CPSC 213: gdb Tutorial


The purpose of gdb is to allow for easy debugging. Although you may argue that you can debug a program easily through visual checks, this is often not the case when there are multiple calls and dependencies. This is especially true when programs are thousands of lines long.

What is gdb?

gdb is a debugging program for code written in C/C++ that is executed through the command line. It works the same way as many other debugging programs. For example, it has a lot of the functionality available in the Eclipse IDE. However, as there isn't a GUI, it is best for you to get acquainted to using commands within the terminal: it follows a simple command-response model of interaction.

How To Start - Compilation

You should now be familiar with compiling C programs with gcc. A typical command that you may use is

gcc -g -o executable_name source.c

where the -o flag specifies a different executable filename than the default a.out. However, to allow the debugger to output additional information for the end user, you need to add the -g flag to allow the compiler to include additional debugging information into the executable.

When you write any code, it is suggested that you keep the -g flag on to allow for easy debugging. The tradeoff is a small increase in compilation time and size of the executable. For the remainder of the CS213 course, please compile with the flag on.

To learn more about other flags for gcc, please see the official online documentation.

How To Start - Executing

Executing gdb is as simple as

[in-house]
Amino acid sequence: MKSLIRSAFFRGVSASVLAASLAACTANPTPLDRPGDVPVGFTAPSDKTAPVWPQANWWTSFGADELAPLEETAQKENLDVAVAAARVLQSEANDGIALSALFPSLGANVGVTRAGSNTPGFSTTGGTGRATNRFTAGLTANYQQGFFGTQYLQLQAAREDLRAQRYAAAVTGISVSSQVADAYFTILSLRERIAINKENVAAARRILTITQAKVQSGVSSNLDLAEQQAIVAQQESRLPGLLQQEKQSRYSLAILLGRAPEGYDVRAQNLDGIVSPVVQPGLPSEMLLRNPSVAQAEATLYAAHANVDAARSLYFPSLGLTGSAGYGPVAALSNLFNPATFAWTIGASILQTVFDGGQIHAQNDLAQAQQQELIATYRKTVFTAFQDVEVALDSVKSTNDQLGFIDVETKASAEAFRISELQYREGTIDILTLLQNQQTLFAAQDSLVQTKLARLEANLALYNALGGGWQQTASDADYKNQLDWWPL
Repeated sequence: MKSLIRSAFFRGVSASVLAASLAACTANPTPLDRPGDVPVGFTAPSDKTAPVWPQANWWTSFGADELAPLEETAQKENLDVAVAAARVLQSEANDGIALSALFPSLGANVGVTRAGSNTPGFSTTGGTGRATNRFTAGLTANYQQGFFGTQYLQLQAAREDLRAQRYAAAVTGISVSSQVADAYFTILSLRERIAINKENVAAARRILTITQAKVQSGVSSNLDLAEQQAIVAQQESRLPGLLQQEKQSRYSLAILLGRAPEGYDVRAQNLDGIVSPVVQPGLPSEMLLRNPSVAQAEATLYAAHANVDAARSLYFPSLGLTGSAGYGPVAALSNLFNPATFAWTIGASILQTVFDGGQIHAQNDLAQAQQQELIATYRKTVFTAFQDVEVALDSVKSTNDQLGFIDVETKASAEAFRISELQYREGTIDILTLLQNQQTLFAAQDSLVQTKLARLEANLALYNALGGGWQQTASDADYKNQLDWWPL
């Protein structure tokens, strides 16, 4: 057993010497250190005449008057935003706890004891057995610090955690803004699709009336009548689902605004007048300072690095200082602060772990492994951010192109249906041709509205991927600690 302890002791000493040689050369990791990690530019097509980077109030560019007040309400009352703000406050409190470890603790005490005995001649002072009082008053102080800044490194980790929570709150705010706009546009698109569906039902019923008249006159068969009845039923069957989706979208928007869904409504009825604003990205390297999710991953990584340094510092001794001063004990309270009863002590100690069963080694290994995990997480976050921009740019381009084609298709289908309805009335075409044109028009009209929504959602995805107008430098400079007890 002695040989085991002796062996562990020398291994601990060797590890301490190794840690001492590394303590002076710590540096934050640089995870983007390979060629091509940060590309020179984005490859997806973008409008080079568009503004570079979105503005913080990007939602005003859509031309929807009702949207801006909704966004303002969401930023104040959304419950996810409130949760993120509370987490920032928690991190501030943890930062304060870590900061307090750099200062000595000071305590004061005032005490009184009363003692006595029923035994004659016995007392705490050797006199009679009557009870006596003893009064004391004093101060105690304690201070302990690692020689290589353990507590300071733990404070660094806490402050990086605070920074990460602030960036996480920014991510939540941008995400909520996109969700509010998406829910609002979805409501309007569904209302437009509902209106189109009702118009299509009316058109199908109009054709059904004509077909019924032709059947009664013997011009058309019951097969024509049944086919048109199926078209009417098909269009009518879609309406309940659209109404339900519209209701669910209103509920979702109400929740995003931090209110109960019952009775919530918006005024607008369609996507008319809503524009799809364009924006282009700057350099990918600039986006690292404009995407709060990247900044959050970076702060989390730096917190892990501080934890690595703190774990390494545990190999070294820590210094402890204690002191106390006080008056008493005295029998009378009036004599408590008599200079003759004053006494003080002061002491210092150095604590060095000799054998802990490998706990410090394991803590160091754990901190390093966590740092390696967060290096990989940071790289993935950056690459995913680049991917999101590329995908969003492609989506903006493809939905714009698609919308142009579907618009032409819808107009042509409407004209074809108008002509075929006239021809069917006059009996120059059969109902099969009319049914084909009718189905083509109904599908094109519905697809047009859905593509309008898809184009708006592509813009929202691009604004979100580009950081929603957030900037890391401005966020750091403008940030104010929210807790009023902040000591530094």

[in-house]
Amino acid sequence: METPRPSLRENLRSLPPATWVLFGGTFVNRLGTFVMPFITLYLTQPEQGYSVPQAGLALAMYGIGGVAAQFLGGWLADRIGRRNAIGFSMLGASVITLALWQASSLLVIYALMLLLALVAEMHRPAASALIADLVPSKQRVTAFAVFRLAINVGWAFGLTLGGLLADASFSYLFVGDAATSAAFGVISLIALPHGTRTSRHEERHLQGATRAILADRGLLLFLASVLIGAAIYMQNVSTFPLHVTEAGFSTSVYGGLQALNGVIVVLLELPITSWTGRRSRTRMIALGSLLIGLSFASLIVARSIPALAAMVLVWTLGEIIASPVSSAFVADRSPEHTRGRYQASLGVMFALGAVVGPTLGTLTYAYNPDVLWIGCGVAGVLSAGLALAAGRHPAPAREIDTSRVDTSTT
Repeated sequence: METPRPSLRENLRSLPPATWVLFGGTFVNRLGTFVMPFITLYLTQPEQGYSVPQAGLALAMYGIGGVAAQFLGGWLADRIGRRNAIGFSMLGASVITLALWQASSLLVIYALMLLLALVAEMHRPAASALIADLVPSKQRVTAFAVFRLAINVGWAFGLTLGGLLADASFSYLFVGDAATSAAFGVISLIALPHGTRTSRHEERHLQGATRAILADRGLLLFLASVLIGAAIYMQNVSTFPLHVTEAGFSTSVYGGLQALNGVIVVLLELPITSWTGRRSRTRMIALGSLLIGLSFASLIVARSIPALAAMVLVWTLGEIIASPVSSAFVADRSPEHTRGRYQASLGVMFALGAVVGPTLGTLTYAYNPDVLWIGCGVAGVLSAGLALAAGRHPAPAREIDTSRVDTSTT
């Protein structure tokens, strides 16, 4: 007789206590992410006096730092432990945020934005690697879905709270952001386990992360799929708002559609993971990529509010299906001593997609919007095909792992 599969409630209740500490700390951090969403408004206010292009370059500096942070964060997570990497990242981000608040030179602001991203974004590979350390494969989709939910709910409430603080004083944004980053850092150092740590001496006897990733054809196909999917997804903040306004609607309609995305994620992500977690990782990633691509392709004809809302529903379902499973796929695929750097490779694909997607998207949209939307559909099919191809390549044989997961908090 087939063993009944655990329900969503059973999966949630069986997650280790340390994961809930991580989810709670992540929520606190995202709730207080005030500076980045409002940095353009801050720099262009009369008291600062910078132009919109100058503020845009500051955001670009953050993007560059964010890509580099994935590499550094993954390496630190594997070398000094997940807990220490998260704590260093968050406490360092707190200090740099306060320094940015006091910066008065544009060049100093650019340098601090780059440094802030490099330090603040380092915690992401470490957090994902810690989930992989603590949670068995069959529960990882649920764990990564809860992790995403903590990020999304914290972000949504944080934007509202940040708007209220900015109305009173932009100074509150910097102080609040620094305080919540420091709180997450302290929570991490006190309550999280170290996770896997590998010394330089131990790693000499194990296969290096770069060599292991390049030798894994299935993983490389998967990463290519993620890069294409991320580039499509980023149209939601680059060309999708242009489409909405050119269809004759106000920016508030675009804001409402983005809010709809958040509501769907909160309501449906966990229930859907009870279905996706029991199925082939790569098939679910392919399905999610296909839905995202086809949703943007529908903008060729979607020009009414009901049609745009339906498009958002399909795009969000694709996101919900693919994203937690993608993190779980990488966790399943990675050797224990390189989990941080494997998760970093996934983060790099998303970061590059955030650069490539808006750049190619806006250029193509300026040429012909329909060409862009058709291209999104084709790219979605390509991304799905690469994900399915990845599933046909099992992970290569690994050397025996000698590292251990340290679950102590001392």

gdb executable_name

You need not supply any other arguments. It's easy! You should see a (gdb) prompt once it has loaded your program, indicating that it is ready for use.

gdb's Interface

The interface of gdb works like a usual command-line interface, i.e. you type commands at the prompt and press Enter to execute them. Some useful features to know are:

Running the Debuggee

To run the program, type

run [arguments]

or just


if you want to keep the same arguments as the previous run.

If the program executed successfully, it will tell you the program exited normally, else it will give you an error message.

About Error Messages

Error messages tell you the error that occurred and the line where it occurred. They are very useful for narrowing down where exactly the execution faulted. A common error message you will see is SIGSEGV, Segmentation fault.. It simply means that you have tried to access an invalid memory address. This can mean you are accessing an array out of bounds! Google is always helpful to learn more about your error message.

Useful Functions

Control Flow


These are some shortcuts to help you debug faster.

*some conditions apply.

Advanced Commands

Last modified 2012-10-04 11:07